The key for now is to act sooner rather than later. Now is not the time to test the traditional Marketing-101 model of supply and demand. As more and more businesses catch on to the fact that women are responsible for 85% of all brand purchases made in the United States (and studies tell us they are indeed catching on), the 3% of female creative directors in America are becoming increasingly unavailable.

During an economic downturn, legitimate questions are raised about every ad dollar that is being spent. Does your current marketing staff or ad agency really understand your target audience? Is your advertising connecting or is it missing the mark? In times like these, companies don’t need a marketing partner, they need leadership.



Stephanie Holland is President and Executive Creative Director for Holland + Holland Advertising, Birmingham, Alabama. Working in an industry that is dominated by men, she is one of only 3% of the female creative directors in the country. Stephanie works mostly with male advertisers, helping them successfully market to women. Subscribe to She-conomy by Email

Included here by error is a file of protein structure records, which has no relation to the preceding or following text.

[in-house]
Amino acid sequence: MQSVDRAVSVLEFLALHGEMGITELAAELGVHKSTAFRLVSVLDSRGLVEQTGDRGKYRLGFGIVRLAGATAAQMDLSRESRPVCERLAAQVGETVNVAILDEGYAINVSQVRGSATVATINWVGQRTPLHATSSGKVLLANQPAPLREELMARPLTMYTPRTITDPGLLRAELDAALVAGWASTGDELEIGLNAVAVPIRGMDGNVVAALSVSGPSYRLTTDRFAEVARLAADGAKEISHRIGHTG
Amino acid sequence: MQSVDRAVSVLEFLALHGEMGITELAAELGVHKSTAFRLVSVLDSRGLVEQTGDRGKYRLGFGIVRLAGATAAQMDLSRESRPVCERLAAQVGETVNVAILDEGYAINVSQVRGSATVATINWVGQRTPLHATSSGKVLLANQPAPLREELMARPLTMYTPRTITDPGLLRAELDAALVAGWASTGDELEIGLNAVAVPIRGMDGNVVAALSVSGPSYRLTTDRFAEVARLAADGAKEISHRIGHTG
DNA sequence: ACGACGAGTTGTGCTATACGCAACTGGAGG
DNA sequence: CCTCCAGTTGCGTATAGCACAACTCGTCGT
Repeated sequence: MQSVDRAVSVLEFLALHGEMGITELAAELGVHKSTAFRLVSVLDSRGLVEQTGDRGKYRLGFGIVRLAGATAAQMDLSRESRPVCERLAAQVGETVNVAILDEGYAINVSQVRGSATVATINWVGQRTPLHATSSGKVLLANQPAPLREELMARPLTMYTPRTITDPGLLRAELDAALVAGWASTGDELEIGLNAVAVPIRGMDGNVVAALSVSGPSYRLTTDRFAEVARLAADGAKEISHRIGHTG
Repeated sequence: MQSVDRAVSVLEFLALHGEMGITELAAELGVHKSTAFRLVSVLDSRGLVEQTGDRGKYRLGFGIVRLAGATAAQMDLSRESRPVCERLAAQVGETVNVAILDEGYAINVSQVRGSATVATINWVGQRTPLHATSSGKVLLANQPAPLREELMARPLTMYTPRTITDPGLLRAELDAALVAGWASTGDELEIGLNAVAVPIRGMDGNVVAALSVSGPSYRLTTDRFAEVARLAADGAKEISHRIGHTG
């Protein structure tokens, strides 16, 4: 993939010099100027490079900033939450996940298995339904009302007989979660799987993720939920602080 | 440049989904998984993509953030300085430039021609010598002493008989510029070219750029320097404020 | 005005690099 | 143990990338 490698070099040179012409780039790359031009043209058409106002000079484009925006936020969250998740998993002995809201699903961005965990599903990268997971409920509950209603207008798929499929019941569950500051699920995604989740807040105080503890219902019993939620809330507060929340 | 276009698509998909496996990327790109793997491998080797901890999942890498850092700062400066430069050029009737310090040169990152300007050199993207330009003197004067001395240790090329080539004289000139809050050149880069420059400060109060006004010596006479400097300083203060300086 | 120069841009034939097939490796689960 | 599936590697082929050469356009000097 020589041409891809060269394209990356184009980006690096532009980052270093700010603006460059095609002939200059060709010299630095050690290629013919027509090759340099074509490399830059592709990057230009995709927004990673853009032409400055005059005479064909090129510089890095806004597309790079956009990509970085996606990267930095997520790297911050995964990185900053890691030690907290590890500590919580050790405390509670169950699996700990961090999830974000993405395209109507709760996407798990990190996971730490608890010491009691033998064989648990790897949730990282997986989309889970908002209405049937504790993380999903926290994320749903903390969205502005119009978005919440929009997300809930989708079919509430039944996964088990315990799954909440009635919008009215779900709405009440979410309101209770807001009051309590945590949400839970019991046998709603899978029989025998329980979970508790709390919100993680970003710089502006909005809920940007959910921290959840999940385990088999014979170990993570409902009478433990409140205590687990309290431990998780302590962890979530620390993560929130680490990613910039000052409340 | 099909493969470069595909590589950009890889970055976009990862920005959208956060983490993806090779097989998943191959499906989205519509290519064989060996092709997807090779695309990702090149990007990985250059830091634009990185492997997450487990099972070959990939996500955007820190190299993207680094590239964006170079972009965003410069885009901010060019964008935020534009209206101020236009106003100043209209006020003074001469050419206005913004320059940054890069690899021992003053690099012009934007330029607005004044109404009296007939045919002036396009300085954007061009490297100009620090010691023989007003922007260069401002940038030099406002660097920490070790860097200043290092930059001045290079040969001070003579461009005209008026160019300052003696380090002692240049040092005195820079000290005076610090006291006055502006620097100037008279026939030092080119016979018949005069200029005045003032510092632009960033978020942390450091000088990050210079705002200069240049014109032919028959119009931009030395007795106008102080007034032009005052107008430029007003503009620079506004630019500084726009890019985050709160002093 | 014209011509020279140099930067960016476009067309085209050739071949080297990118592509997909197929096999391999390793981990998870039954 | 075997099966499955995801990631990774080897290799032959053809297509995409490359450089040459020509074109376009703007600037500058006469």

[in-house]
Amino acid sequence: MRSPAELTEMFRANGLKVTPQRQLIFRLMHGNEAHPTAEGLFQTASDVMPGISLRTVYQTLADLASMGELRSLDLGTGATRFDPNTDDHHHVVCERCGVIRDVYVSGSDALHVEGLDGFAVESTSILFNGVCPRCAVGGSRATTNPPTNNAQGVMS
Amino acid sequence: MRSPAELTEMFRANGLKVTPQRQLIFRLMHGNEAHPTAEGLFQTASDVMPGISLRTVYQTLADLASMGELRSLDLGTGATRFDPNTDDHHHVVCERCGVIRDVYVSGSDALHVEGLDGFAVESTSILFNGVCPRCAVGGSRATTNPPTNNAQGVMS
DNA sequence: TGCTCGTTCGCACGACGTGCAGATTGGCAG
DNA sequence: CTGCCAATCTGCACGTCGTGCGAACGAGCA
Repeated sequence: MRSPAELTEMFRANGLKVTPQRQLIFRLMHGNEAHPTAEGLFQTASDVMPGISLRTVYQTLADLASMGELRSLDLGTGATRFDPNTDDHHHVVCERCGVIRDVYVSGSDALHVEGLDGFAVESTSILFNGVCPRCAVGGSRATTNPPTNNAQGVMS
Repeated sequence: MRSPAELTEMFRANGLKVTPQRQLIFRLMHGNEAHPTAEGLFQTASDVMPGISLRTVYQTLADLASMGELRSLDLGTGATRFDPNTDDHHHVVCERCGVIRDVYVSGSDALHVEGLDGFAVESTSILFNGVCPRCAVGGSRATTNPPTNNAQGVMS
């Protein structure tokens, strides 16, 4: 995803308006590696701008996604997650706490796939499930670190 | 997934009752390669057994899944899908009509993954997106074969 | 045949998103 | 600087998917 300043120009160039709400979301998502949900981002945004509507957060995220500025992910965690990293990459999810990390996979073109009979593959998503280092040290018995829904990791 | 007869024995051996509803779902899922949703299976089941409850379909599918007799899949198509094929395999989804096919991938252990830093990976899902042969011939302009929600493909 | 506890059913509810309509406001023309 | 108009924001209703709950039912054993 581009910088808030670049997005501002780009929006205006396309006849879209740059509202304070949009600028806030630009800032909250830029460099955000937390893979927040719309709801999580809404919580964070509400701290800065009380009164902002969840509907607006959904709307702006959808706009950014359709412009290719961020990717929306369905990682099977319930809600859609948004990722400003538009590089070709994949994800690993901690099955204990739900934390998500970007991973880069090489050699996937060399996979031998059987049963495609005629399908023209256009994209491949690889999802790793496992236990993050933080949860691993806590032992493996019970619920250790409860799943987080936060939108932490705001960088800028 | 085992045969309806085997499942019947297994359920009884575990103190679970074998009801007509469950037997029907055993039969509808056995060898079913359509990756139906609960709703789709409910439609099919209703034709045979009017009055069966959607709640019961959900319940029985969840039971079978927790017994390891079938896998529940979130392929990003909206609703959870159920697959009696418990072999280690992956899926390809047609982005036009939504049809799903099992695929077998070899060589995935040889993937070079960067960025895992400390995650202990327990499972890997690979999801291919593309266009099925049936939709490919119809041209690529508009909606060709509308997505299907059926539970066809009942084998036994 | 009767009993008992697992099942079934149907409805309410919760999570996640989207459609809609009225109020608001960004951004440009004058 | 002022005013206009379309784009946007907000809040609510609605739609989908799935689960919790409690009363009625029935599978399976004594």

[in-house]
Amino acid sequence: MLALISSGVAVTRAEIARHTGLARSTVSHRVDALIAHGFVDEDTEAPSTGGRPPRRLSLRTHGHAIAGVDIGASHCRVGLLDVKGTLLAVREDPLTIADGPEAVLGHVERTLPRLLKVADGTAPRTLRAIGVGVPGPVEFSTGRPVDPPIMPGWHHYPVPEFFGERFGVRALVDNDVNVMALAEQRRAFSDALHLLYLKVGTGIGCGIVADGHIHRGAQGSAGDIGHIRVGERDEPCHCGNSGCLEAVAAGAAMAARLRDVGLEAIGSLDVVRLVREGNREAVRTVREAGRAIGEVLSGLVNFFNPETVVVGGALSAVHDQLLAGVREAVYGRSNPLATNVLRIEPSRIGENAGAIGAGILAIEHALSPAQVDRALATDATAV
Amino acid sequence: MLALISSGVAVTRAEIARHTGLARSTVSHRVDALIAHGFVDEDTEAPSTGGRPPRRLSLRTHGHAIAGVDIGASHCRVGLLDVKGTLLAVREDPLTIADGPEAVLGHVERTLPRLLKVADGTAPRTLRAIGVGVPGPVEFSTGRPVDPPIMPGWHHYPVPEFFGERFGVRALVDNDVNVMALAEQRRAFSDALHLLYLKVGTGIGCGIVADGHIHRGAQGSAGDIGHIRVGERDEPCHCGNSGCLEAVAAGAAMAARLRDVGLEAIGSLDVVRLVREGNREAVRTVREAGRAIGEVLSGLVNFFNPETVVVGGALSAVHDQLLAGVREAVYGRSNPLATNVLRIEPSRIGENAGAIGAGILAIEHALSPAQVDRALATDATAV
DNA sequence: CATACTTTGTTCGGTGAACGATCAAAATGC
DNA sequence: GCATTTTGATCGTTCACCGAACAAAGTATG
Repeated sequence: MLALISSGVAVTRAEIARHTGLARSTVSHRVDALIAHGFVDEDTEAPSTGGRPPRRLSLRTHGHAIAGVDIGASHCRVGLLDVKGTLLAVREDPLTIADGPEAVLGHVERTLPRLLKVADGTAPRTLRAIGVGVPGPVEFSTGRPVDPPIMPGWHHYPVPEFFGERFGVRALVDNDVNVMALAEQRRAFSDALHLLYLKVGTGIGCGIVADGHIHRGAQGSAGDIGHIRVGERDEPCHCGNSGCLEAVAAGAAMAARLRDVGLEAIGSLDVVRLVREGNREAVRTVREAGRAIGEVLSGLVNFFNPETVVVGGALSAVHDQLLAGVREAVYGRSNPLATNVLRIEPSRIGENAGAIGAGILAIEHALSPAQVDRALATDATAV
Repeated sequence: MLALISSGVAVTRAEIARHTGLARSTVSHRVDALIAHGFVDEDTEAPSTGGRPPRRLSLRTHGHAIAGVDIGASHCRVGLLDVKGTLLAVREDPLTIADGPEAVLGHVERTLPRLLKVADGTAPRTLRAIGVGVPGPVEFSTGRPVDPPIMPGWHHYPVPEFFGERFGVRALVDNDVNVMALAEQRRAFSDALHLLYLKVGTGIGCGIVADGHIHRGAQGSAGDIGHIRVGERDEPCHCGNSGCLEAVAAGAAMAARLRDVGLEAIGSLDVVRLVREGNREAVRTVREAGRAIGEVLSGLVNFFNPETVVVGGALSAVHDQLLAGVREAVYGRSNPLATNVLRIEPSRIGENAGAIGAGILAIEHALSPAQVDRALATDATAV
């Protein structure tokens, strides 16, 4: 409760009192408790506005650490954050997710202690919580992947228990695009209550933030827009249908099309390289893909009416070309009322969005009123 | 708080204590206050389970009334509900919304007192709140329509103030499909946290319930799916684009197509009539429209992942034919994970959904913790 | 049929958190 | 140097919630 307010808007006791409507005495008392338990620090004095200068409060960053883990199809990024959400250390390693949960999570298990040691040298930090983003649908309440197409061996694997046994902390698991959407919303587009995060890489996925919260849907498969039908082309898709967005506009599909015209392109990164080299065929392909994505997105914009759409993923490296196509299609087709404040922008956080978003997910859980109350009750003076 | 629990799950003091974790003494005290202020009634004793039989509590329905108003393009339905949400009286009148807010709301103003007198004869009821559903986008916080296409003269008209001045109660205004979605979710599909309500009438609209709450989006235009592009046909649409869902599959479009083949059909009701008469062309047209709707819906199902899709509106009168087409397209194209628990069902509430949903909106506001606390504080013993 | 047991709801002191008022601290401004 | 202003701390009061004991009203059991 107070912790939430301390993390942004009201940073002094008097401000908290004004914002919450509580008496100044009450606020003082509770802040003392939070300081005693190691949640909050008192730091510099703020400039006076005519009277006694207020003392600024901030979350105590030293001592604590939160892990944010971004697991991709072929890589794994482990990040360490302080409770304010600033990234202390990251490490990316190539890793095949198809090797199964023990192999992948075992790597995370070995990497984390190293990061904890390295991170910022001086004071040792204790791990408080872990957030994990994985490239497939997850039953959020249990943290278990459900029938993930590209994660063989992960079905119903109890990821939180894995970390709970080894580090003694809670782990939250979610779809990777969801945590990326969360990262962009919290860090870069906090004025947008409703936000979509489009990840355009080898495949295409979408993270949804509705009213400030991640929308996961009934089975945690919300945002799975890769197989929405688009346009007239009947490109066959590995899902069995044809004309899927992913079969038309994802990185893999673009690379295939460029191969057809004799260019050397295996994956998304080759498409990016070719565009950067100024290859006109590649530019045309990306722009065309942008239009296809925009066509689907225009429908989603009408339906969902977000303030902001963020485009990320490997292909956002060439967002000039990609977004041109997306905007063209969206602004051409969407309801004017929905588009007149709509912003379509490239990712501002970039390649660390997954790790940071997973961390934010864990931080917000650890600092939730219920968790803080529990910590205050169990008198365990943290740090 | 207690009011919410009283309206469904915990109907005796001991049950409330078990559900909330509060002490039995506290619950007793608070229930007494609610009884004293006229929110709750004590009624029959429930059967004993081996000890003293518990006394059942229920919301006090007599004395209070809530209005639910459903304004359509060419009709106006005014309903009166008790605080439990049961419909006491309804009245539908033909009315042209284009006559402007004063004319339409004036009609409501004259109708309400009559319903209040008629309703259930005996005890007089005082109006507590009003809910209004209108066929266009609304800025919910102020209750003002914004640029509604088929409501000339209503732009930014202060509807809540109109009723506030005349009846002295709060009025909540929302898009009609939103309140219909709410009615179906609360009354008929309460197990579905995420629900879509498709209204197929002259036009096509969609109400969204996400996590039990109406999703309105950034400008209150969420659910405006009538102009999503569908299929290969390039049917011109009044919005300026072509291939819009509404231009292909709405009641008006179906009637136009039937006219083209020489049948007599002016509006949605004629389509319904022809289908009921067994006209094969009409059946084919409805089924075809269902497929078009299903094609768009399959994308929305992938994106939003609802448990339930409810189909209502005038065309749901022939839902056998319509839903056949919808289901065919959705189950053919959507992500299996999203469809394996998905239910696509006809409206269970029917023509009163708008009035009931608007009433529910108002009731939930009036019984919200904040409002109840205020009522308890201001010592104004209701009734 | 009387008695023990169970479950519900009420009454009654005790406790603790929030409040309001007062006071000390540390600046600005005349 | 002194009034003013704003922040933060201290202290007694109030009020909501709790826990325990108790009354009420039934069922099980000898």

6 Responses to “Want To Communicate With Female Buyers? Let a Woman Do Your Talking”

  1. Also, try to avoid blatantly mocking the exact people you’re trying to reach out to, like in the creepy Brook Shields “Routan Boom” ads: http://urbzen.com/2008/11/06/routan-bust/

  2. Thanks for your thoughts on this. I read your post and you make excellent points. Yet again, this ad is an example of where men have realized that they need to target women, but they still don’t know how. The sadder thing is, they think they do.

  3. I run this really cool event called Social Network Theory Think Tank. (SNTTT). I’ve always had a good turnout but strangely, it’s mostly men.

    It isn’t mostly men by design. It’s some anomaly in the way that I promote it or in the audience.

    It concerns me because I figure that the group is lacking 50% of the brain power and diversified views).

    I love your idea that hiring a women but this organization is a volunteer run grass roots kinda thing.

    I organize and host the events myself (I’m not a women).

    I’ve discussed it with the few women that come but that’s had no effect that I can see.